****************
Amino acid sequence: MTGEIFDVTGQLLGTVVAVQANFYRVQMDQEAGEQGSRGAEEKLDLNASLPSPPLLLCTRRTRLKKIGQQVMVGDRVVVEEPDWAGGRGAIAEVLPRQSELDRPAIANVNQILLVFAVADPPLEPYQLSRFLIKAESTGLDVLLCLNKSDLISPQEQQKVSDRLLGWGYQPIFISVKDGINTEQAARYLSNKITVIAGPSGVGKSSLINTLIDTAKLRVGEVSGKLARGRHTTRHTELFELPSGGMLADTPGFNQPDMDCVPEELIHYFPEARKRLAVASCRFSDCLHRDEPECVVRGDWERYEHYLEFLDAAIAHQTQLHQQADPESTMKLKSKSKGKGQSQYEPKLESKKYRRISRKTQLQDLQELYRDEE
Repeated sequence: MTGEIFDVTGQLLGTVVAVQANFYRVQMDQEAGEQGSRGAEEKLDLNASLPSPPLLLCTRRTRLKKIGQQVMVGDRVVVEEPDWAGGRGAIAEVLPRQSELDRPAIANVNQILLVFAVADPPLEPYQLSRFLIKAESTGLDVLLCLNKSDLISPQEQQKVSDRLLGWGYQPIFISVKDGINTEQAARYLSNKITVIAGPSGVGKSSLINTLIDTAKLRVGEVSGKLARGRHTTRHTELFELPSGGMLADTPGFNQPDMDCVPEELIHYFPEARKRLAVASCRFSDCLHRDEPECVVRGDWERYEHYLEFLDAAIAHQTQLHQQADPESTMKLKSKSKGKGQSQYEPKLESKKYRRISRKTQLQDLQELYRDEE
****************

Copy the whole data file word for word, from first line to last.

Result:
Amino acid sequence: MTGEIFDVTGQLLGTVVAVQANFYRVQMDQEAGEQGSRGAEEKLDLNASLPSPPLLLCTRRTRLKKIGQQVMVGDRVVVEEPDWAGGRGAIAEVLPRQSELDRPAIANVNQILLVFAVADPPLEPYQLSRFLIKAESTGLDVLLCLNKSDLISPQEQQKVSDRLLGWGYQPIFISVKDGINTEQAARYLSNKITVIAGPSGVGKSSLINTLIDTAKLRVGEVSGKLARGRHTTRHTELFELPSGGMLADTPGFNQPDMDCVPEELIHYFPEARKRLAVASCRFSDCLHRDEPECVVRGDWERYEHYLEFLDAAIAHQTQLHQQADPESTMKLKSKSKGKGQSQYEPKLESKKYRRISRKTQLQDLQELYRDEE
Repeated sequence: MTGEIFDVTGQLLGTVVAVQANFYRVQMDQEAGEQGSRGAEEKLDLNASLPSPPLLLCTRRTRLKKIGQQVMVGDRVVVEEPDWAGGRGAIAEVLPRQSELDRPAIANVNQILLVFAVADPPLEPYQLSRFLIKAESTGLDVLLCLNKSDLISPQEQQKVSDRLLGWGYQPIFISVKDGINTEQAARYLSNKITVIAGPSGVGKSSLINTLIDTAKLRVGEVSGKLARGRHTTRHTELFELPSGGMLADTPGFNQPDMDCVPEELIHYFPEARKRLAVASCRFSDCLHRDEPECVVRGDWERYEHYLEFLDAAIAHQTQLHQQADPESTMKLKSKSKGKGQSQYEPKLESKKYRRISRKTQLQDLQELYRDEE